Calculating Self-Worth

The meaningless numbers we use to define ourselves


Credit: Pixabay

TeresaH, Staff Reporter

I once overheard, “I might have my first ever B on a report card this semester.”

Now hearing this made me feel… bad. First B? There was no real reason for me to be bothered by this, after all, this was not something that I personally struggled with, but it did remind me of another incident.

A coworker and I got on the topic of grades when she mentioned being unable to keep up with others in her class. “I don’t understand how people get good grades,” she said. “I really try, but there are some people who don’t even have to study to get A’s. I don’t know if it’s just that I’m stupid or that they’re really smart.”

She went on to explain that she stopped trying to compete because it seemed that no amount of effort could raise her grades. Now this resonated with me, maybe it was because of her genuine upset or shared sentiment, regardless of why, I found this incident very touching. I did my best to assure her with the “some people are more inclined to certain subjects, not because they are better but because that’s just the way they are” talk, but that did not change the fact that she viewed herself negatively simply because she struggled in math. Sadly, feeling this way is not uncommon, not only in schools but workplaces and general communities.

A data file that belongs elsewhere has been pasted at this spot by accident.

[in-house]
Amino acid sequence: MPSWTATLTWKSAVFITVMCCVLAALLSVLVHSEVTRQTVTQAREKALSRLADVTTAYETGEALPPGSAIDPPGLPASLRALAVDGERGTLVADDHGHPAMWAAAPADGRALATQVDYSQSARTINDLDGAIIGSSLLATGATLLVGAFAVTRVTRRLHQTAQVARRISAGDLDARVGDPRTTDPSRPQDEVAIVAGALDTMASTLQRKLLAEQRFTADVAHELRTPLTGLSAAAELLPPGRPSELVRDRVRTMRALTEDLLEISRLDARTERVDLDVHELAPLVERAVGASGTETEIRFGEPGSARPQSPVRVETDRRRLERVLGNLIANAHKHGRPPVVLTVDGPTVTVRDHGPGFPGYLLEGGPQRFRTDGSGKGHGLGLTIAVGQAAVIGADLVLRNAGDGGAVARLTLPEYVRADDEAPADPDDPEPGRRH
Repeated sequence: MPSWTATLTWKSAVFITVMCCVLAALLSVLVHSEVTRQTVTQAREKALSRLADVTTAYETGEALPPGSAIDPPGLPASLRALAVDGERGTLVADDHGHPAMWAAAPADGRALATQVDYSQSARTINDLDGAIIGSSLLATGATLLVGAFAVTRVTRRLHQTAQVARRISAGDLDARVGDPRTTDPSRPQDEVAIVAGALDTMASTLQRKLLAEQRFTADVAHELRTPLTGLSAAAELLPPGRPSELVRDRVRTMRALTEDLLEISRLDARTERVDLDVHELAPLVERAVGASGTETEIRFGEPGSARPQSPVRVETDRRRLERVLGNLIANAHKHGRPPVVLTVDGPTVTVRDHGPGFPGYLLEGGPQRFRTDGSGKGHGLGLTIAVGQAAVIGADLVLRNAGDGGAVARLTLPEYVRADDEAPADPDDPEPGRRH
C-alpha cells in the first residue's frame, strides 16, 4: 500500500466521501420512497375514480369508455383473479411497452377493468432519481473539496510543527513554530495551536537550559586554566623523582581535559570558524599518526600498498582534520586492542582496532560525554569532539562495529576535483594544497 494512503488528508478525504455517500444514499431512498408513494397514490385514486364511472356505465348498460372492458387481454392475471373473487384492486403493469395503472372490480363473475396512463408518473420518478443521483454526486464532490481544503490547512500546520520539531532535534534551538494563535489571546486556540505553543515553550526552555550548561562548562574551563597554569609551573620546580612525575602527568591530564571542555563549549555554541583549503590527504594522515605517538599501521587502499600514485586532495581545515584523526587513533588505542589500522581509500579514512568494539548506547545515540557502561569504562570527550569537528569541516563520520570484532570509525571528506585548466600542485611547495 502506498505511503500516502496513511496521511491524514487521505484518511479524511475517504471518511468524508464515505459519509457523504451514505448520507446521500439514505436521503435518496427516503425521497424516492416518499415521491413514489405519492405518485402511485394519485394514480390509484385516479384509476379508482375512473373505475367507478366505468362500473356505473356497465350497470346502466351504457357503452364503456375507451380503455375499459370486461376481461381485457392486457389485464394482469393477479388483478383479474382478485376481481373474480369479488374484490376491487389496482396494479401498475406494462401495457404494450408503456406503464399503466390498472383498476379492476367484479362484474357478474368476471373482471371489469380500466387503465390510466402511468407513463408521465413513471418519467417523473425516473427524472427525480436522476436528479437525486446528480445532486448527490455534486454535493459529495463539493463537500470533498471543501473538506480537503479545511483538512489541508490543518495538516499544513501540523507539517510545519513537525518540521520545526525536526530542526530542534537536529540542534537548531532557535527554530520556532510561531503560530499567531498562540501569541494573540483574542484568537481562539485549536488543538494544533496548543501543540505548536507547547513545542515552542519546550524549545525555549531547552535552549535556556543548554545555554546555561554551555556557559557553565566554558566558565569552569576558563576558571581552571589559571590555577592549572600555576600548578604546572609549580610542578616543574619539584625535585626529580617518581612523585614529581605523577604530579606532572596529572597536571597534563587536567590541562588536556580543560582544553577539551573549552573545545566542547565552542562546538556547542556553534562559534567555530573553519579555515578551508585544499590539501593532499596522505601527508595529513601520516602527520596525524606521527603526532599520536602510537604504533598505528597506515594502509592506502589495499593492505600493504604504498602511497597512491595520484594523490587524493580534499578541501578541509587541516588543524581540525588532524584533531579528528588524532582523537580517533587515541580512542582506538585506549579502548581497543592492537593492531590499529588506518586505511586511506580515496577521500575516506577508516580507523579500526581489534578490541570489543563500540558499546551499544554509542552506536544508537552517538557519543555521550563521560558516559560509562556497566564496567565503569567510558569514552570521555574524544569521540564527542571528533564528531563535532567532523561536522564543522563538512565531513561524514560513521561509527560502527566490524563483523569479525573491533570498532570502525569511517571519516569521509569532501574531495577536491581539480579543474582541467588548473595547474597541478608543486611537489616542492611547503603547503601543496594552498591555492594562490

The fact is people learn at different paces and focus better on certain subjects. Even then, it is a common practice to try to label ourselves as if it adds more meaning to our lives. It’s impossible to group people into distinct sections based off numbers. ‘If you have anything below a C, you’re stupid, a B means you’re average and an A makes you a genius.’ No. That is not how people work, you cannot distinguish or define them to a group based off of a number, yet we like to stand by numbers and use them to describe ourselves. After all, they are dependable, and in turn, we give value to symbols that do not accurately represent us as individuals.

These “numbers” I refer to can be found everywhere; GPA, IQ, SAT, ACT, class rank and virtually any test score. These numbers do not make us any better or worse, they do not say anything about us and any judgments made solely based off of them are inaccurate representations of who we really are. Having a B does not make me less than; in fact, it doesn’t make me anything.

Despite this, we still use these signs, numbers, symbols, as if they hold some sort of value in determining our worth and that we need to have high numbers in order to succeed in society. I am not saying we should entirely abandon the grading system, but that character needs to be encouraged in a school setting. Students who have been raised in a system which prioritizes numbers over potential has set students up for failure, making them attempt to achieve something with only useless and empty symbols as a basis for success.

The truly important things in our lives which give us individuality, creativity and imagination cannot be measured, valuable intellect stems from experience. After all, wisdom is the difference between knowledge and experience, both of which cannot be calculated. It’s time we stop striving for unachievable realities and instead try drawing strength from our own qualities. In doing so, not only will we be able to mold a better society with standards determined by morals, values, respect and honorable characteristics, but we will be able to better ourselves in achieving our ambitions and aspirations.